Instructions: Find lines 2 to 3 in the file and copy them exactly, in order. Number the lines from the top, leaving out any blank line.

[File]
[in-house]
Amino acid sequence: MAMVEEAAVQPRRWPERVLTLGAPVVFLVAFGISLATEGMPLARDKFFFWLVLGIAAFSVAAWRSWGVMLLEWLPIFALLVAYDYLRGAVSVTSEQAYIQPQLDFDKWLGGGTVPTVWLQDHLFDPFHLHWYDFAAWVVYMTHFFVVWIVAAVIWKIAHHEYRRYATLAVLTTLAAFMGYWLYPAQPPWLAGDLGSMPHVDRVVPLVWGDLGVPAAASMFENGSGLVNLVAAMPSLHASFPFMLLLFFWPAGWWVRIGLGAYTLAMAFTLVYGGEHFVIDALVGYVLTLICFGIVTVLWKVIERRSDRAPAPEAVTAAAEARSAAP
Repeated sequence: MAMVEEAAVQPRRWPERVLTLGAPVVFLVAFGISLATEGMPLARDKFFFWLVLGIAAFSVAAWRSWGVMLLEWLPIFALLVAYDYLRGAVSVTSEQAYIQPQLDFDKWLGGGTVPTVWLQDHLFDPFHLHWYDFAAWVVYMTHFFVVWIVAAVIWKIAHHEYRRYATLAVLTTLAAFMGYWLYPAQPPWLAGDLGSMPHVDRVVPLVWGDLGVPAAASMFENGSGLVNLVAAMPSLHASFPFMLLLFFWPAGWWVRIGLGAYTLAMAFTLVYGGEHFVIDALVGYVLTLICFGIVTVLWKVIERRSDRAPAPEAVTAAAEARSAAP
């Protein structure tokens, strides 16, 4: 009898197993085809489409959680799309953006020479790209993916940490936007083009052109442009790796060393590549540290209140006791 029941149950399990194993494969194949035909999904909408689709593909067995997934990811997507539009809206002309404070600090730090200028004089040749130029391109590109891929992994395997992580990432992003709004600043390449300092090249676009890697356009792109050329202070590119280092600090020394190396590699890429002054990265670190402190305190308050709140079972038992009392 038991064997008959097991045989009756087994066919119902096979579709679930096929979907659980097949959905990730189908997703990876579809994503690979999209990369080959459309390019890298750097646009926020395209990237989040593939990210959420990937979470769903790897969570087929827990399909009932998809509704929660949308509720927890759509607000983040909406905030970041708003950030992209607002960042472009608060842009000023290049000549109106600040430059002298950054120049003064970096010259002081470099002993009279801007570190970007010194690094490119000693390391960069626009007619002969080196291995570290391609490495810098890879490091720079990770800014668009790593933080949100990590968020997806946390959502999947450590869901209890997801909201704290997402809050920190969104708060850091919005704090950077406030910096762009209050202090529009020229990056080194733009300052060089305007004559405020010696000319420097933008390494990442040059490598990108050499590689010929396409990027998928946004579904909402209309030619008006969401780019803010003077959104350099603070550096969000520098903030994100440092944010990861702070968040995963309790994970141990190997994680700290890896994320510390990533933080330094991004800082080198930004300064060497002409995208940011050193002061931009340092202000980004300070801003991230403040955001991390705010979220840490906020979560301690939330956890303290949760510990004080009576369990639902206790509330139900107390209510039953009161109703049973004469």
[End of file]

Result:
Amino acid sequence: MAMVEEAAVQPRRWPERVLTLGAPVVFLVAFGISLATEGMPLARDKFFFWLVLGIAAFSVAAWRSWGVMLLEWLPIFALLVAYDYLRGAVSVTSEQAYIQPQLDFDKWLGGGTVPTVWLQDHLFDPFHLHWYDFAAWVVYMTHFFVVWIVAAVIWKIAHHEYRRYATLAVLTTLAAFMGYWLYPAQPPWLAGDLGSMPHVDRVVPLVWGDLGVPAAASMFENGSGLVNLVAAMPSLHASFPFMLLLFFWPAGWWVRIGLGAYTLAMAFTLVYGGEHFVIDALVGYVLTLICFGIVTVLWKVIERRSDRAPAPEAVTAAAEARSAAP
Repeated sequence: MAMVEEAAVQPRRWPERVLTLGAPVVFLVAFGISLATEGMPLARDKFFFWLVLGIAAFSVAAWRSWGVMLLEWLPIFALLVAYDYLRGAVSVTSEQAYIQPQLDFDKWLGGGTVPTVWLQDHLFDPFHLHWYDFAAWVVYMTHFFVVWIVAAVIWKIAHHEYRRYATLAVLTTLAAFMGYWLYPAQPPWLAGDLGSMPHVDRVVPLVWGDLGVPAAASMFENGSGLVNLVAAMPSLHASFPFMLLLFFWPAGWWVRIGLGAYTLAMAFTLVYGGEHFVIDALVGYVLTLICFGIVTVLWKVIERRSDRAPAPEAVTAAAEARSAAP